Henry Hawkshaw|Stribling

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Henry Hawkshaw|Stribling
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Hawkshaw|Stribling, Henry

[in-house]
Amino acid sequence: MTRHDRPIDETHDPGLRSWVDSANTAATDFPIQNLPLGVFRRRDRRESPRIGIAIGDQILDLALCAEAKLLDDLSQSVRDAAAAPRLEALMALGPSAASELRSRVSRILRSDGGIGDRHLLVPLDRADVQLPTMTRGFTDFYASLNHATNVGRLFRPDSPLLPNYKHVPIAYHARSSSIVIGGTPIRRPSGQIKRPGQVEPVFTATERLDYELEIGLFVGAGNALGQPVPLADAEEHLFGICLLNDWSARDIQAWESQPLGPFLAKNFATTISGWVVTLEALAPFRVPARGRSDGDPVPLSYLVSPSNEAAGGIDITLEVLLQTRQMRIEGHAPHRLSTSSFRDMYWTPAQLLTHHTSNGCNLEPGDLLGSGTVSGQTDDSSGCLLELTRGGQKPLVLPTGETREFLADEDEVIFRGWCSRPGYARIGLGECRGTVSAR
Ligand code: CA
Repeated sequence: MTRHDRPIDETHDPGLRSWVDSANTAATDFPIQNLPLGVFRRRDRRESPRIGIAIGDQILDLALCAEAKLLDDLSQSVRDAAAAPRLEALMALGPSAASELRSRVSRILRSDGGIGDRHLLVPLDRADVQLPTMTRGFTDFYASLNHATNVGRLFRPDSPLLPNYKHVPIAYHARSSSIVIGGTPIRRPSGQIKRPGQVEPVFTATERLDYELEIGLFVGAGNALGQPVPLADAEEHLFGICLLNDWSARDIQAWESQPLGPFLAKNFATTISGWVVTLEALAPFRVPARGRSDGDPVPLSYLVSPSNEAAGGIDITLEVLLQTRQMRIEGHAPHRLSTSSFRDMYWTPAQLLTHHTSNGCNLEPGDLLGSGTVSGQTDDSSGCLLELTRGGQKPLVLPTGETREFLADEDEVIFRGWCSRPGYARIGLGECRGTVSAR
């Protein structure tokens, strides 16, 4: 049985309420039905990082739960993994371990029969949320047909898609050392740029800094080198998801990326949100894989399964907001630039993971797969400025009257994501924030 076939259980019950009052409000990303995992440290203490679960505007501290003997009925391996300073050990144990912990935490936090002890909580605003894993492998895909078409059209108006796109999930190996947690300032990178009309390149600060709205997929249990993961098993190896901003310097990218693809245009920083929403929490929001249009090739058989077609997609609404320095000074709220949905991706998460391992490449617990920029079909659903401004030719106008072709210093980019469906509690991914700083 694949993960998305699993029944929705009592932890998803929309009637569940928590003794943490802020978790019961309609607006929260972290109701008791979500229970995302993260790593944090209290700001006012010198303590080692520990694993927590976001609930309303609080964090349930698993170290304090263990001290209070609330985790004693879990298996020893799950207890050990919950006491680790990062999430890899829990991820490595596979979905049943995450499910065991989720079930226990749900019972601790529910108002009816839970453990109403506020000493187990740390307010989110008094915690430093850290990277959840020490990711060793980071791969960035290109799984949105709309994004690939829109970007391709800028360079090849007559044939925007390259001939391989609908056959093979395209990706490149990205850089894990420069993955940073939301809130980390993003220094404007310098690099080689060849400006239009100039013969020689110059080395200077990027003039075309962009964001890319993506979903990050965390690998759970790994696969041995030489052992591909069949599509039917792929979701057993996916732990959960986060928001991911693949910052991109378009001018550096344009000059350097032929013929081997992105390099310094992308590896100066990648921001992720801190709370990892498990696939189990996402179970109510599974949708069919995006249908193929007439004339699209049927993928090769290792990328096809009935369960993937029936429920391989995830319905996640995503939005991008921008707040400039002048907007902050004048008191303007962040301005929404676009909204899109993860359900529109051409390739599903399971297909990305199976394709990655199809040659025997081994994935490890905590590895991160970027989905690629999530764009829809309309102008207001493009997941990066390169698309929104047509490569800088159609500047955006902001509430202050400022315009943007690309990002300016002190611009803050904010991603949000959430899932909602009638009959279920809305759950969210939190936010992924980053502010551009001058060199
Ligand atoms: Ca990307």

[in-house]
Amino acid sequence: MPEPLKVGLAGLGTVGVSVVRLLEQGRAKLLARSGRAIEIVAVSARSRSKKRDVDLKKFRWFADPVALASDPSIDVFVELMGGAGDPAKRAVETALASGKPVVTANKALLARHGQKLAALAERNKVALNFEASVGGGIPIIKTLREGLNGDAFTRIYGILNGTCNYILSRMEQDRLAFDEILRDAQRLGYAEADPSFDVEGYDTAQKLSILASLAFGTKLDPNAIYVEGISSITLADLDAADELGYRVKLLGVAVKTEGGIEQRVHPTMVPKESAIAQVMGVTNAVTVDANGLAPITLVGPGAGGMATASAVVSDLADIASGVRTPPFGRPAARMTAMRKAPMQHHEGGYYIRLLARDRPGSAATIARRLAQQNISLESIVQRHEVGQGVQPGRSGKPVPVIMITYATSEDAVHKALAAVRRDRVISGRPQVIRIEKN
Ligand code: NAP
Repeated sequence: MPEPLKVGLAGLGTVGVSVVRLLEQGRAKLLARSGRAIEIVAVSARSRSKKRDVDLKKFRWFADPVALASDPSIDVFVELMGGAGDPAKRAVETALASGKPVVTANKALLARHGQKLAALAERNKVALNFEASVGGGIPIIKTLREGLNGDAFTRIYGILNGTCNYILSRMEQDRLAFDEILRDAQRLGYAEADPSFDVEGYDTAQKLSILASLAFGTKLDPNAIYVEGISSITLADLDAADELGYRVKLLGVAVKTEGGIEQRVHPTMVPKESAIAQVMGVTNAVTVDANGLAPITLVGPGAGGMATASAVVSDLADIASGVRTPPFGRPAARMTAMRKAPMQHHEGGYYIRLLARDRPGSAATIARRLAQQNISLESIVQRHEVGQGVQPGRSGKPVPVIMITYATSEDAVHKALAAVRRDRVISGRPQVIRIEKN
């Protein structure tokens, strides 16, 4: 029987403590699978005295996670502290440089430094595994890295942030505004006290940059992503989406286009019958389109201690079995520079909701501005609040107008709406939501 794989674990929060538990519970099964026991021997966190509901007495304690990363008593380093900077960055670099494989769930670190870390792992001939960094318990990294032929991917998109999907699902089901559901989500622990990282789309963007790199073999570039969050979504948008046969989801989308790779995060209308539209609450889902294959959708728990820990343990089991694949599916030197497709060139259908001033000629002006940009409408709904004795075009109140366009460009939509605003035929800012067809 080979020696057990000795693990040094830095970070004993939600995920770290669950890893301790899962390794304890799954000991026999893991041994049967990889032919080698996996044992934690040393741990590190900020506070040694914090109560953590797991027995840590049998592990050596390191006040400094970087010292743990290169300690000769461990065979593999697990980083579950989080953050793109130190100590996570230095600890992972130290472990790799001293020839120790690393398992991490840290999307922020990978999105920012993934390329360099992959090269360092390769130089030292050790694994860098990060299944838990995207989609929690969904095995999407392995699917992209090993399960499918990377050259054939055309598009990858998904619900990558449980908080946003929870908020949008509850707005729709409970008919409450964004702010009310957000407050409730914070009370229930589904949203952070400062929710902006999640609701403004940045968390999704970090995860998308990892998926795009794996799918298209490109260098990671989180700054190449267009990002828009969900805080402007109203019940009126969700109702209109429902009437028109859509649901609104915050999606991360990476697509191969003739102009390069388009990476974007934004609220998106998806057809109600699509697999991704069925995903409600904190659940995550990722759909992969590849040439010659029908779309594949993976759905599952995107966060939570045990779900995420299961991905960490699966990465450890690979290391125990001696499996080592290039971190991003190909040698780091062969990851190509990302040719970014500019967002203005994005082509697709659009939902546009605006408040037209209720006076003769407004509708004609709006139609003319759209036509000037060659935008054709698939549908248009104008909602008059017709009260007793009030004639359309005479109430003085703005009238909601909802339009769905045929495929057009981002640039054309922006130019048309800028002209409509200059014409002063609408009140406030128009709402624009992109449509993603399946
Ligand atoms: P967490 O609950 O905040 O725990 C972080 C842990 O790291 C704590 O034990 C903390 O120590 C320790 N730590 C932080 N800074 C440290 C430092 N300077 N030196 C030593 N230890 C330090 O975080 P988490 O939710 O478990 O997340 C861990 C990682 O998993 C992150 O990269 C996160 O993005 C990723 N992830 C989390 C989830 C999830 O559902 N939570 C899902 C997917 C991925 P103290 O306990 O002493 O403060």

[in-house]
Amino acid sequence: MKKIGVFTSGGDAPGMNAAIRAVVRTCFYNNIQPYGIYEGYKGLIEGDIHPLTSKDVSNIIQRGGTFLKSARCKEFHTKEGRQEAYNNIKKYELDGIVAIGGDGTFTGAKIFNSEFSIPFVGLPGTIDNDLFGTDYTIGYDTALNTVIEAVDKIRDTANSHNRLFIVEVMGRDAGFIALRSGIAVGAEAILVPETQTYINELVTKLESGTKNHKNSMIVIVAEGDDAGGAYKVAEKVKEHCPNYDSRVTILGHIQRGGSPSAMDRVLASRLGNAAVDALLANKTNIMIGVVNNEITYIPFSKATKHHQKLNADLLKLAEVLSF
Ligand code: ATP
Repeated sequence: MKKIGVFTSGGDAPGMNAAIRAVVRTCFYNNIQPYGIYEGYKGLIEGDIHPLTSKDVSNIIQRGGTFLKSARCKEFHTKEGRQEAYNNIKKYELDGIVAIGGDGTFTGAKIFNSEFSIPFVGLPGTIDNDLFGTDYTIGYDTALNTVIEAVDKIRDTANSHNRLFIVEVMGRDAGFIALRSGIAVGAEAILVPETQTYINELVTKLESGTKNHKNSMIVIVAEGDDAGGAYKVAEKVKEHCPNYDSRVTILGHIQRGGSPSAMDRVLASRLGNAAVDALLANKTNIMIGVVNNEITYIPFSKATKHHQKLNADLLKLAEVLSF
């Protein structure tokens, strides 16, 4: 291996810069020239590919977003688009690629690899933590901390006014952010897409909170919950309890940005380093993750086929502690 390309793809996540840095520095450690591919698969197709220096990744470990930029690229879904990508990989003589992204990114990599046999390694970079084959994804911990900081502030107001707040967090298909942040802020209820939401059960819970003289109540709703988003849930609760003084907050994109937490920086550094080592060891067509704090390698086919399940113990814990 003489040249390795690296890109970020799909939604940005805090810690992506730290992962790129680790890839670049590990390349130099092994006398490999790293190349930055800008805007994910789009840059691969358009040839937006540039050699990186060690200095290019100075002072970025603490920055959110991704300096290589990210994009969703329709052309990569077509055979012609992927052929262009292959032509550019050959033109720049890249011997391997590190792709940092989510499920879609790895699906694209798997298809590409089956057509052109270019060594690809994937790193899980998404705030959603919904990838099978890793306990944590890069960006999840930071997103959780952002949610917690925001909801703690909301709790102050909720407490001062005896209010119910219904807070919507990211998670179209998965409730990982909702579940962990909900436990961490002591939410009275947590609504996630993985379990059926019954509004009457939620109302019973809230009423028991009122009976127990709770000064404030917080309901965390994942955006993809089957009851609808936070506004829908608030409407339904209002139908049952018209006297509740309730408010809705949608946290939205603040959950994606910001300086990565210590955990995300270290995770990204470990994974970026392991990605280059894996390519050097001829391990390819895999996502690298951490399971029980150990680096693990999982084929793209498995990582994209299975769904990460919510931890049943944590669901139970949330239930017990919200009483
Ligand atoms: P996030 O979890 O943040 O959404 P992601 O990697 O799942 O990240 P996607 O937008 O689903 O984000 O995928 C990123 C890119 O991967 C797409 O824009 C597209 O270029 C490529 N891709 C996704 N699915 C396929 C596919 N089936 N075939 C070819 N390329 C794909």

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Henry Hawkshaw first appears in "Dry September." He is a Jefferson barber, described as "a man of middle age; a thin, sand-colored man with a mild face" (169). He serves as the point of view through which the story's racial violence is presented. He tries to defend Will Mayes' character against the white men who want to lynch him, and even drives with them hoping to prevent the lynching, but in the end only 'saves' himself or at least his sensibility. When he re-appears in "Hair," his liberal sensibilities are again put into action, this time romantically. In this short story "Hawkshaw" is a nickname; he legal name is Henry Stribling. According to the narrator, the first time he saw him, Hawkshaw looked "forty years old" and "a bachelor born" (137); at the end of the story it's thirteen years later, though Gavin Stevens says Hawkshaw is still "not much over forty-five" (147), and he's married. He is the son of a tenant farmer and seems quiet, church-going, and focused on his barbering. He claims to have come from Birmingham; the narrator, on the other hand, agrees with Maxey's opinion that he "looked like he might have come from almost anywhere in Alabama except Birmingham" - which implies his rural origins (141). As we later discover, he's "a hard-worker" (138) who kept his word to pay off the mortgage on the Starneses' house. After the death of his fiancee, Sophie Starnes, he leads an itinerant life until he meets Susan Reed, a girl the rest of the town has decided is "bad" (147).

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